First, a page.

I fell back in love with indie music when I heard All for Nada, the solo debut of multi-instrumentalist Alex Nicol (best known for his contributions to rock band, Hoan.) I can’t recall the last time an indie release gave me all the feels while sounding like the start of something artistically consequential.
The album radiates such warmth and nostalgia—it feels like Alex and his band are bringing us these songs from a completely different time. As it turns out, this notion might not be so far from the truth. Inspired by ambient, experimental electronic, medial plainchant, Orthodox sacred, Renaissance polyphony, 20th-century modernist composers (and so much more), Alex says, “I feel as though there is a vast library of music out there that I can dip my ears into, and that pursuit is never in vain; I know there are golden gems to be discovered, whether it’s a Ravel piano piece, an Arvo Pärt vocal composition, or a 13th-century Gregorian chant.”
From start to finish Alex’s vocals really burst through on these 8 songs that emanate both tenderness and grit. Maybe that’s what makes this project sound so special—his voice. We had the chance to talk with Alex about how he came to find his voice and the importance of acknowledging the support of romantic partners on his musical journey.
Could you tell us a bit about your musical background?
I’ve been playing in bands in Montreal for the past ten years or so. Before that I sang in a choir, and, before that, I played piano. I’ve recorded and released a couple of EPs, singles, and an LP during my time in the Montreal music community. I was involved a little bit in the DIY scene here, but, recently, having got my own studio, I’ve retreated into my own sphere of recording. This debut record is kind of a product of my evolution inwards, both in terms of recording myself and in thinking about my place in the world.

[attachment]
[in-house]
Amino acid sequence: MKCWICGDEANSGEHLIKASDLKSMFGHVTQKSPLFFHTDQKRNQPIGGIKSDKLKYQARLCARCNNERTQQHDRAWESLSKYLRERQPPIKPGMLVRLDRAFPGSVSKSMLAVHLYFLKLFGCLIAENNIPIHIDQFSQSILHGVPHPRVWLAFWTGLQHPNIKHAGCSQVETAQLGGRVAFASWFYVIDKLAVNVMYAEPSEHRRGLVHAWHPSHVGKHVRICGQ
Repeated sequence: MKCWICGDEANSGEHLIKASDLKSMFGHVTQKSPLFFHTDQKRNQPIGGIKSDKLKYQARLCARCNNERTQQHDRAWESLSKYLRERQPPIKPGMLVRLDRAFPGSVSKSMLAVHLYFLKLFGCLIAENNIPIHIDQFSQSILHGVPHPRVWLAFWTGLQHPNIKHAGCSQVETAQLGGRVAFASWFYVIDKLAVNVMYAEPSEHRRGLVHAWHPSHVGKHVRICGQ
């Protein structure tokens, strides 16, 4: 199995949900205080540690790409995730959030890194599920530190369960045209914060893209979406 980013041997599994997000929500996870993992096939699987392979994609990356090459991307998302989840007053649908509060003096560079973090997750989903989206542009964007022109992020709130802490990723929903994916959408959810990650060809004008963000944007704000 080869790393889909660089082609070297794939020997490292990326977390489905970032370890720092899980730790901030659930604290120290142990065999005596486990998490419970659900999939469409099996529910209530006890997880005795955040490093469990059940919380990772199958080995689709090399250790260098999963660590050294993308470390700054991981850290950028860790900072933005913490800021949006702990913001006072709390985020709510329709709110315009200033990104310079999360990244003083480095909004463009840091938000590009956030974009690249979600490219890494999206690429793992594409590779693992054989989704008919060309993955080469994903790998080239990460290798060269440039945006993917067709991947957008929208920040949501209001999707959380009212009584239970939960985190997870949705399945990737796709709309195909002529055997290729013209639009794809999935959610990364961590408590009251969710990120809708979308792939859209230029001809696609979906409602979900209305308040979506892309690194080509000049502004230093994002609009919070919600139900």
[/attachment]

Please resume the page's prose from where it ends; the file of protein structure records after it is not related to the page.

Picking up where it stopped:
Could you elaborate on the meaning behind this evolution inwards? What have you come back with from your journey inwards?
I have found the inward path of personal development to be fruitful in helping me answer some of those fundamental questions about how I should spend my time, and how I should think about myself in the world. It has lead me to a deeper understanding of what fulfills me in life. I spend a lot more time with my family. I am more connected with them than ever before and continually learn from and feel inspired by them. This is a big change from five years ago when I thought family was not worth the effort because it was uncomfortable in some way. The reality is that I was uncomfortable with the notion of getting to know myself on a deeper level, and spending time with my family brought that discomfort out, so I avoided it for years. Now I don’t. I also want to cultivate a lifelong partnership with [my partner] Nada, and, if we are so lucky, to raise a family. These personal decisions and actions are all consequences of my turn inwards. As far as my creative self goes, my turn inwards has brought me into contact with a well-spring of music from all eras and genres that inspire me.